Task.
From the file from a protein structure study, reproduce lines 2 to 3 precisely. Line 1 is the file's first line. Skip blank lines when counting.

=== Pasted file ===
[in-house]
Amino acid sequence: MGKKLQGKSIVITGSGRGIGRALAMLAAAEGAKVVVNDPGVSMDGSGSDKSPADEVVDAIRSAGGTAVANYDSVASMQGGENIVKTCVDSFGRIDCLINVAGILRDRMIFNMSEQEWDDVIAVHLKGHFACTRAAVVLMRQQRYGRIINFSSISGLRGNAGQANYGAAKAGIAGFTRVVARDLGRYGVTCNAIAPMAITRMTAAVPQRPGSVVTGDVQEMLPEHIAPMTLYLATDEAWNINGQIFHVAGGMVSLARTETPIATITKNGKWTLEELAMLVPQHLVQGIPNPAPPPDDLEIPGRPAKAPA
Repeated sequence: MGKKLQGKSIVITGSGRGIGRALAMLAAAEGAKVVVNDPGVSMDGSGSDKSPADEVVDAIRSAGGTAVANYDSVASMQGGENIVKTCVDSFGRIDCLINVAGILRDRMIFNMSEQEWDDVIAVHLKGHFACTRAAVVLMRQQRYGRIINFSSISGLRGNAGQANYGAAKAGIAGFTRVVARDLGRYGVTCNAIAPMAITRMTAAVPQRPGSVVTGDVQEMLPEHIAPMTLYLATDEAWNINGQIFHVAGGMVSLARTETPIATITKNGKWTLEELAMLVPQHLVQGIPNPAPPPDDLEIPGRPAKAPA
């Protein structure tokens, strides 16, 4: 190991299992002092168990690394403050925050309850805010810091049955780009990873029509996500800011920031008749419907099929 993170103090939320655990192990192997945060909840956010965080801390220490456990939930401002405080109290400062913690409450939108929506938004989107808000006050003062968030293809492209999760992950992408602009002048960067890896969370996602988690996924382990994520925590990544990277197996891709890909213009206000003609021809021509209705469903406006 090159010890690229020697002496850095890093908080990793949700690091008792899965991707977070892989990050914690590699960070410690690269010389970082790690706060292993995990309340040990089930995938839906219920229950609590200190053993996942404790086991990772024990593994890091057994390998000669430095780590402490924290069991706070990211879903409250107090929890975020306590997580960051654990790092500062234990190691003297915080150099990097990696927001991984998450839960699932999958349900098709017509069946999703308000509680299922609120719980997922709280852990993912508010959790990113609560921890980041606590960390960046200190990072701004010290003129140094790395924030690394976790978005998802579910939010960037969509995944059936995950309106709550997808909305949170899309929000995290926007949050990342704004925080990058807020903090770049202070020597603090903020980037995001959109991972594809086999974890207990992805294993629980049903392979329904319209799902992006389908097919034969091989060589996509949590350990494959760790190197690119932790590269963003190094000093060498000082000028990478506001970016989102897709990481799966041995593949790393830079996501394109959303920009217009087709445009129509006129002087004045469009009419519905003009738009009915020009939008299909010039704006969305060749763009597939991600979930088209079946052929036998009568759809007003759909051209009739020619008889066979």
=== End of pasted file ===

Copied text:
Amino acid sequence: MGKKLQGKSIVITGSGRGIGRALAMLAAAEGAKVVVNDPGVSMDGSGSDKSPADEVVDAIRSAGGTAVANYDSVASMQGGENIVKTCVDSFGRIDCLINVAGILRDRMIFNMSEQEWDDVIAVHLKGHFACTRAAVVLMRQQRYGRIINFSSISGLRGNAGQANYGAAKAGIAGFTRVVARDLGRYGVTCNAIAPMAITRMTAAVPQRPGSVVTGDVQEMLPEHIAPMTLYLATDEAWNINGQIFHVAGGMVSLARTETPIATITKNGKWTLEELAMLVPQHLVQGIPNPAPPPDDLEIPGRPAKAPA
Repeated sequence: MGKKLQGKSIVITGSGRGIGRALAMLAAAEGAKVVVNDPGVSMDGSGSDKSPADEVVDAIRSAGGTAVANYDSVASMQGGENIVKTCVDSFGRIDCLINVAGILRDRMIFNMSEQEWDDVIAVHLKGHFACTRAAVVLMRQQRYGRIINFSSISGLRGNAGQANYGAAKAGIAGFTRVVARDLGRYGVTCNAIAPMAITRMTAAVPQRPGSVVTGDVQEMLPEHIAPMTLYLATDEAWNINGQIFHVAGGMVSLARTETPIATITKNGKWTLEELAMLVPQHLVQGIPNPAPPPDDLEIPGRPAKAPA